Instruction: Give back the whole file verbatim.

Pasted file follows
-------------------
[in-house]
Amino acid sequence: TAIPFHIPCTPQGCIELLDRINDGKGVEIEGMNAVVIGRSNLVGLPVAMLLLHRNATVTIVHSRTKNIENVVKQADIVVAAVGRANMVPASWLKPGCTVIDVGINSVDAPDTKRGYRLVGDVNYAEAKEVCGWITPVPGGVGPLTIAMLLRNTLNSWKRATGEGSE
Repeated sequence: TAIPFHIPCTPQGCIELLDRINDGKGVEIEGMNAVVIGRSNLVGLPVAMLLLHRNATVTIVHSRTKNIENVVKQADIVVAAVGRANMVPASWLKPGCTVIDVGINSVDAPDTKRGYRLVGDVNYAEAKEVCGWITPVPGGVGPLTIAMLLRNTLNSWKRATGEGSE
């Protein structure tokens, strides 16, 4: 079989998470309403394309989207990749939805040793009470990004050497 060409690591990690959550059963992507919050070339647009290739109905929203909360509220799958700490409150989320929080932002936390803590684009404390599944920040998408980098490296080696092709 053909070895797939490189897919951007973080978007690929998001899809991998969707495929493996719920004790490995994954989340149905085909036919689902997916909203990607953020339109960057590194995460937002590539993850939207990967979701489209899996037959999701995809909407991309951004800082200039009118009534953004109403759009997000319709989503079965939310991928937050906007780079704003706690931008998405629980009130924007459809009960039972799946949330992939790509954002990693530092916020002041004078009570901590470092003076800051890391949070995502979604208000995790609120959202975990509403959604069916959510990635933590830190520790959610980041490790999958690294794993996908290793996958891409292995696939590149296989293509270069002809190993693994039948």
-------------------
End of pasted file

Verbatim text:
[in-house]
Amino acid sequence: TAIPFHIPCTPQGCIELLDRINDGKGVEIEGMNAVVIGRSNLVGLPVAMLLLHRNATVTIVHSRTKNIENVVKQADIVVAAVGRANMVPASWLKPGCTVIDVGINSVDAPDTKRGYRLVGDVNYAEAKEVCGWITPVPGGVGPLTIAMLLRNTLNSWKRATGEGSE
Repeated sequence: TAIPFHIPCTPQGCIELLDRINDGKGVEIEGMNAVVIGRSNLVGLPVAMLLLHRNATVTIVHSRTKNIENVVKQADIVVAAVGRANMVPASWLKPGCTVIDVGINSVDAPDTKRGYRLVGDVNYAEAKEVCGWITPVPGGVGPLTIAMLLRNTLNSWKRATGEGSE
């Protein structure tokens, strides 16, 4: 079989998470309403394309989207990749939805040793009470990004050497 060409690591990690959550059963992507919050070339647009290739109905929203909360509220799958700490409150989320929080932002936390803590684009404390599944920040998408980098490296080696092709 053909070895797939490189897919951007973080978007690929998001899809991998969707495929493996719920004790490995994954989340149905085909036919689902997916909203990607953020339109960057590194995460937002590539993850939207990967979701489209899996037959999701995809909407991309951004800082200039009118009534953004109403759009997000319709989503079965939310991928937050906007780079704003706690931008998405629980009130924007459809009960039972799946949330992939790509954002990693530092916020002041004078009570901590470092003076800051890391949070995502979604208000995790609120959202975990509403959604069916959510990635933590830190520790959610980041490790999958690294794993996908290793996958891409292995696939590149296989293509270069002809190993693994039948």